As summer starts to wind down, Munich is preparing for everyone’s favorite 2-week long beer festival - Oktoberfest. This year’s festivities will run from September 20th to October 5th, with the city’s mayor tapping the ceremonial keg at noon on the first day. And it’s not only Germans that are excited about the upcoming festival, domestic search interest to Munich for travel from September 15th - October 5th is up 130% compared to surrounding weeks, with averages fares 1.5% lower than last year.
And there’s even more good news - the best average fares in September from the US to Munich are the two weeks of Oktoberfest, at just under $987 and $1,1004 for the weeks ending October 5th and September 28th, respectively.
Average Roundtrip Price
Table 1: Average weekly prices from US - Munich
Overall the cheapest day to fly is October 1st, which will set you back around $964 for a roundtrip ticket, and there are eight other days with average fares under $1k. For those with an über flexible schedule and the ability to take a few more days off, flying to Copenhagen and then to Munich can save you around $60, in addition to flying to visit another city for free. A good deal from the US to CPH averages $680, and tickets from CPH to MUC are typically $260.
Average Roundtrip Price
Table 2: Average daily prices from US - Munich
Should you happen to make the trip to Munich, you’ll most likely run into Americans from the Mid-Atlantic and Texas. Hopper ranked airports based on what percentage of their traffic during Oktoberfest’s dates was directed to Munich, and found that of the top 10 origins, thee of them were in the Mid-Atlantic (BWI, IAD, and EWR). For these origins, anywhere from 1.0% to 1.4% of their total searches were directed to Munich for Oktoberfest.
% Searches to Munich
Table 3: Top 10 Origins Sorted by % of All Traffic to MUC during Oktoberfest
While it seems that the folks from the Mid-Atlantic may be the most numerous in Munich, it’s the Texans that are the most excited. Hopper looked at which origins saw the biggest change in relative interest to Munich for Oktoberfest, and three TX airports made the top ten (IAH, HOU, and SAT), with relative searches more than doubling their normal rate. Topping the list was BDL (Windsor Locks, CT) and MEM (Memphis, TN), whose interest increased by 589% and 502%, respectively. Also cracking the top ten was BUF (Buffalo, NY), DCA (Washington, DC), PHX (Phoenix), SDF (Louisville), and RIC (Richmond).
% Increase in Interest
Table 4: Top airports for increase in % to Munich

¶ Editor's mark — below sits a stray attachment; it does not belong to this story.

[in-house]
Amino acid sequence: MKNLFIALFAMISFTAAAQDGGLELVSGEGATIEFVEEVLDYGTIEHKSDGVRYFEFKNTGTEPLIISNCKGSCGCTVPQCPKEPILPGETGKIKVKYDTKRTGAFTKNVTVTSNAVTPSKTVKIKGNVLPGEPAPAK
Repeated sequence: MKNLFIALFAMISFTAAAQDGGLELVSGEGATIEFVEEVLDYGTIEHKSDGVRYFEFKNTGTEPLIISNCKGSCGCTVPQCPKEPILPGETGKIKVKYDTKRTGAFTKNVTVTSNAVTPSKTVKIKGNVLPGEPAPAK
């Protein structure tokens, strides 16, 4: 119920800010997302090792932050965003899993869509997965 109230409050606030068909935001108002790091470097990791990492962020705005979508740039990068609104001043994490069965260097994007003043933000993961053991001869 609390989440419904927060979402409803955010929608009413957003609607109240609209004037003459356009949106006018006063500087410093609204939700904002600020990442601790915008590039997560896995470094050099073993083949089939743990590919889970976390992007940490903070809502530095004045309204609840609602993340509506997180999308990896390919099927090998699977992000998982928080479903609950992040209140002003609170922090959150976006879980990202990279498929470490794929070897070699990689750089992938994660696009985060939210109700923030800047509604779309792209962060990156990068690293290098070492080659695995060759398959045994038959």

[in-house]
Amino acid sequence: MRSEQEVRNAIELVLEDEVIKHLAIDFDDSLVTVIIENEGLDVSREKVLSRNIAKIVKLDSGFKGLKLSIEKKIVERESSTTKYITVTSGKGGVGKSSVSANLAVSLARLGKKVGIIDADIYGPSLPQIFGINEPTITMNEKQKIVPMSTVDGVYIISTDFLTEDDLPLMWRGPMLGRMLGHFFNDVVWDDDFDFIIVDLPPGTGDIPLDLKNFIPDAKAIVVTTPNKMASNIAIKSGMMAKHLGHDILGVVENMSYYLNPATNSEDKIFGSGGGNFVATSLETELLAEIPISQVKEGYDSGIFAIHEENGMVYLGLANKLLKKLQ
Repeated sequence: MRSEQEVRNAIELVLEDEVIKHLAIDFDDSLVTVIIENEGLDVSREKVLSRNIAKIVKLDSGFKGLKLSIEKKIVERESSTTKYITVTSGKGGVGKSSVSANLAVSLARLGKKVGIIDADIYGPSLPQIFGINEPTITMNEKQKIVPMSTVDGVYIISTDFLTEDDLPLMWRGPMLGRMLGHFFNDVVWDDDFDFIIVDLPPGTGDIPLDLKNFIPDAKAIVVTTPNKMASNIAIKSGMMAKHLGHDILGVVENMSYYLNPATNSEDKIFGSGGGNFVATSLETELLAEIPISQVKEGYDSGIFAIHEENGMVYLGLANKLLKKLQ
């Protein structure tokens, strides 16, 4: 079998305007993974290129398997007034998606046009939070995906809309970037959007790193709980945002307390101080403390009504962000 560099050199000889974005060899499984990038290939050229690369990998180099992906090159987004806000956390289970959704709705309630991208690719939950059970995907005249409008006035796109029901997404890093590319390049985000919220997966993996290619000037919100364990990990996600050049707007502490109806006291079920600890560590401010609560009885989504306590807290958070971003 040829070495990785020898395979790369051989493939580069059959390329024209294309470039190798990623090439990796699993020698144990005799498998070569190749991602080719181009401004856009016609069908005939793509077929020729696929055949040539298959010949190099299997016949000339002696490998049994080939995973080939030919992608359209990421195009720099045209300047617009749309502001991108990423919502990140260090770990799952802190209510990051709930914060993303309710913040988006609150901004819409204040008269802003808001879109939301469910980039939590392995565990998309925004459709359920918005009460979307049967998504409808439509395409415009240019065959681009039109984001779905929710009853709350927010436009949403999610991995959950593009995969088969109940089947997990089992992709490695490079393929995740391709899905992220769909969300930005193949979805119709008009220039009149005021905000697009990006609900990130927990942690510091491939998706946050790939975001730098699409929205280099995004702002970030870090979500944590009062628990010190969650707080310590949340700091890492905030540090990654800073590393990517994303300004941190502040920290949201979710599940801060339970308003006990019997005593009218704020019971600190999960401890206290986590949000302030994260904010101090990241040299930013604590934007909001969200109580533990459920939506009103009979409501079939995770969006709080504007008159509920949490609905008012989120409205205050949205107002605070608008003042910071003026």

Working with our friends at TrustYou, we’ve found the best hotels for your trip based on over 250 thousand rich reviews. If you’re looking to travel on a budget, the best hotel is Pension Lindner. For those looking for a more upscale experience, the best choice is the Mandarin Oriental. And for anyone that needs some serious R&R after a long week (or two), the best ‘wellness’ hotel is the Charles Hotel. Lastly, we looked at Munich hotels that American reviews ranked as their favorite, with the overall winner being the Cortiina Hotel.
Am Jakobsplatz Pension
Hotel Maximilian München
Table 5: Under 4 star hotels
The Charles Hotel
Marc Hotel München
Hotel Prinzregent an der Messe
Table 6: Luxury star hotels
The Charles Hotel
Sheraton Munich Westpark Hotel
Novotel City Munich
München Marriott Hotel
Table 7: Wellness hotels
King's Hotel Center
Fleming's Hotel München City
Eden Hotel Wolff
King's Hotel First Class
K+K Hotel am Harras
Hotel City Partner Aida
Table 8: American's Top Hotels
If you can’t make it to Germany but would still like to celebrate Oktoberfest in style, never fear, Hopper has identified the top US cities to do just that. By using blog posts to identify popular beer gardens, it turns out that Washington DC, Santa Ana, Chicago, Redmond-Bend, and Eugene can offer a Munich-like beer garden experience. And if the garden-aspect isn’t important to you, head to New York, Eugene, Redmond-Bend , Seattle, or Denver for the most beer-centric cities.
Table 9: Cities with most ‘beer gardens’
Top Beer Locations
Table 10: Cities with most ‘beer’
The data presented in this analysis comes from Hopper’s combined feed of Global Distribution Service (GDS) data sources which includes billions of trips per day. Demand is represented as the number of queries not actual ticket purchases, and is calibrated across all GDS sources for each market. Good deal prices are represented by the 10th percentile prices. For example if the 10th percentile price is $800 dollars it means that only 10% of trips are priced at or below this price.